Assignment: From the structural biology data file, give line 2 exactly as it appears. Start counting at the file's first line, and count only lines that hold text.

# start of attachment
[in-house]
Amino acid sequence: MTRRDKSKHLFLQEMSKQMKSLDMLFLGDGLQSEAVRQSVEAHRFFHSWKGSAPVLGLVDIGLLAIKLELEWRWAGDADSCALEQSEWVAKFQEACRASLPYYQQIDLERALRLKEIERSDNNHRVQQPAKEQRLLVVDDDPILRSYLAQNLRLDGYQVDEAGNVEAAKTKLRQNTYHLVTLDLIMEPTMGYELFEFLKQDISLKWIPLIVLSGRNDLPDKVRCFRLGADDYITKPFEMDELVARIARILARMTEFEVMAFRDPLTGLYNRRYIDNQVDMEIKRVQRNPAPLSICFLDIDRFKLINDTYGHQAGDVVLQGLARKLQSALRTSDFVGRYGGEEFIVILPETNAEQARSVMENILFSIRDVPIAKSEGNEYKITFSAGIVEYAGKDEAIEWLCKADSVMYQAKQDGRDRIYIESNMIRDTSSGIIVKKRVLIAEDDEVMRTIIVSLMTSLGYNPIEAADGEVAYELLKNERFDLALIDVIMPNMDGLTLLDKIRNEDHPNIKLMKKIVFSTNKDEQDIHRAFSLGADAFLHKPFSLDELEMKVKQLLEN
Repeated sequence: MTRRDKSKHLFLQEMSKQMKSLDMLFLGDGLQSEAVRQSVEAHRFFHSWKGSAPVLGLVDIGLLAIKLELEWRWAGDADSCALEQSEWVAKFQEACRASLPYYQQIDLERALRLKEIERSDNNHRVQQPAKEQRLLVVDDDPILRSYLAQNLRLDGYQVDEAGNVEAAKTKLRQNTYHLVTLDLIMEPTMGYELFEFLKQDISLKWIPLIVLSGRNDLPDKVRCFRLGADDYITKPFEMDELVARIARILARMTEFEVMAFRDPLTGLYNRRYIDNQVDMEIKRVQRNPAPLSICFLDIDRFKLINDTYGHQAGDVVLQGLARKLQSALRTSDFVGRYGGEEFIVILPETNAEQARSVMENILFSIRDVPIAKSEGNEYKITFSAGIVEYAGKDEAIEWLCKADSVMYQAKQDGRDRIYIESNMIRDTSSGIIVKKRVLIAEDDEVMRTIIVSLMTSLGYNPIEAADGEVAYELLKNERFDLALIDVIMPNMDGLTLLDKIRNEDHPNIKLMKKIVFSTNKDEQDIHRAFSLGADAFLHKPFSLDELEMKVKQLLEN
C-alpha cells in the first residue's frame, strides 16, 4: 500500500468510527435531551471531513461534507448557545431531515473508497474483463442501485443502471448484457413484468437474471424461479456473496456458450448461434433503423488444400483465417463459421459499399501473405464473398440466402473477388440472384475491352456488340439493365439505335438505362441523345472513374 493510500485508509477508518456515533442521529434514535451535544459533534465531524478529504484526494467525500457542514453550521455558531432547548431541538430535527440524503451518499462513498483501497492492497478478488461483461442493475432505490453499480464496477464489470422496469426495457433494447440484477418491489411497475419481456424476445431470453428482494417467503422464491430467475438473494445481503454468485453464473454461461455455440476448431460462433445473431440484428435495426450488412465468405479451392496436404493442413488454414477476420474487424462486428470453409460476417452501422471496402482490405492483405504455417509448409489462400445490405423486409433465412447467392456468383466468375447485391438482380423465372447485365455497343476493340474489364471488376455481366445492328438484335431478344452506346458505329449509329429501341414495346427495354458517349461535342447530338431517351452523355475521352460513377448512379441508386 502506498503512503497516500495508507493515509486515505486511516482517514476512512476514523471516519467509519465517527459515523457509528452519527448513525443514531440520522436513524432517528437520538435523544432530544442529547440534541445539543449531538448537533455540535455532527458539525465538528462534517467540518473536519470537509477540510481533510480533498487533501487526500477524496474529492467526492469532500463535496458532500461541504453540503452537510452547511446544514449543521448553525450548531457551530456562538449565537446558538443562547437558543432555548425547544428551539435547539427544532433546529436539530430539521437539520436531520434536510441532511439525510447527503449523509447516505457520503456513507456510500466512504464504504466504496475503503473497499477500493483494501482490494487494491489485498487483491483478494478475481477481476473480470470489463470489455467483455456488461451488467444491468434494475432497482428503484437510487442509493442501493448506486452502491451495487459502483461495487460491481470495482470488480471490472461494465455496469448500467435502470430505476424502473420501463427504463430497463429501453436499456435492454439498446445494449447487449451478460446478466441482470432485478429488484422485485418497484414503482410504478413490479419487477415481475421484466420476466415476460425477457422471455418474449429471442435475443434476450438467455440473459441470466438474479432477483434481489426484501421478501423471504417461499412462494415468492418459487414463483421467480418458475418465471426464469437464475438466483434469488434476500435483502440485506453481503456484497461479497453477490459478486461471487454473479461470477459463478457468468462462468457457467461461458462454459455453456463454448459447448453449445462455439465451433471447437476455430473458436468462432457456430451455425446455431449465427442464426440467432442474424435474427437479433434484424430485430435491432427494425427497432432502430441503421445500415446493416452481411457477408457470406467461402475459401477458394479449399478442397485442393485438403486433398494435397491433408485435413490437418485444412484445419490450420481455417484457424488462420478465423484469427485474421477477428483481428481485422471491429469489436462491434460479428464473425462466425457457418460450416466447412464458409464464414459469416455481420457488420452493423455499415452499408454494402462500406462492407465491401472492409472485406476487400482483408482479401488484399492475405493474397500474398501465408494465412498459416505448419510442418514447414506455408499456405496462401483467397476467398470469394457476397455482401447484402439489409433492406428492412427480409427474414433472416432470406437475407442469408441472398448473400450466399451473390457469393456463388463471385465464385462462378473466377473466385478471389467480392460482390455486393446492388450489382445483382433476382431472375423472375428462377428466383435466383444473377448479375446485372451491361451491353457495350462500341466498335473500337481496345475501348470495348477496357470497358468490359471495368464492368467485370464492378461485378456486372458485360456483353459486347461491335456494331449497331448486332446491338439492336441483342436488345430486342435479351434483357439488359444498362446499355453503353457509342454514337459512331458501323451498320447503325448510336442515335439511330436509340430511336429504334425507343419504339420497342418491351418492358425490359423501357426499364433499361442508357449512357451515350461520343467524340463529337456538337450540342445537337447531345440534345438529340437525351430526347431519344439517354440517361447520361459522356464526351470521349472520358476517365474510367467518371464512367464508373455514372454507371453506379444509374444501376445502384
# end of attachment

Amino acid sequence: MTRRDKSKHLFLQEMSKQMKSLDMLFLGDGLQSEAVRQSVEAHRFFHSWKGSAPVLGLVDIGLLAIKLELEWRWAGDADSCALEQSEWVAKFQEACRASLPYYQQIDLERALRLKEIERSDNNHRVQQPAKEQRLLVVDDDPILRSYLAQNLRLDGYQVDEAGNVEAAKTKLRQNTYHLVTLDLIMEPTMGYELFEFLKQDISLKWIPLIVLSGRNDLPDKVRCFRLGADDYITKPFEMDELVARIARILARMTEFEVMAFRDPLTGLYNRRYIDNQVDMEIKRVQRNPAPLSICFLDIDRFKLINDTYGHQAGDVVLQGLARKLQSALRTSDFVGRYGGEEFIVILPETNAEQARSVMENILFSIRDVPIAKSEGNEYKITFSAGIVEYAGKDEAIEWLCKADSVMYQAKQDGRDRIYIESNMIRDTSSGIIVKKRVLIAEDDEVMRTIIVSLMTSLGYNPIEAADGEVAYELLKNERFDLALIDVIMPNMDGLTLLDKIRNEDHPNIKLMKKIVFSTNKDEQDIHRAFSLGADAFLHKPFSLDELEMKVKQLLEN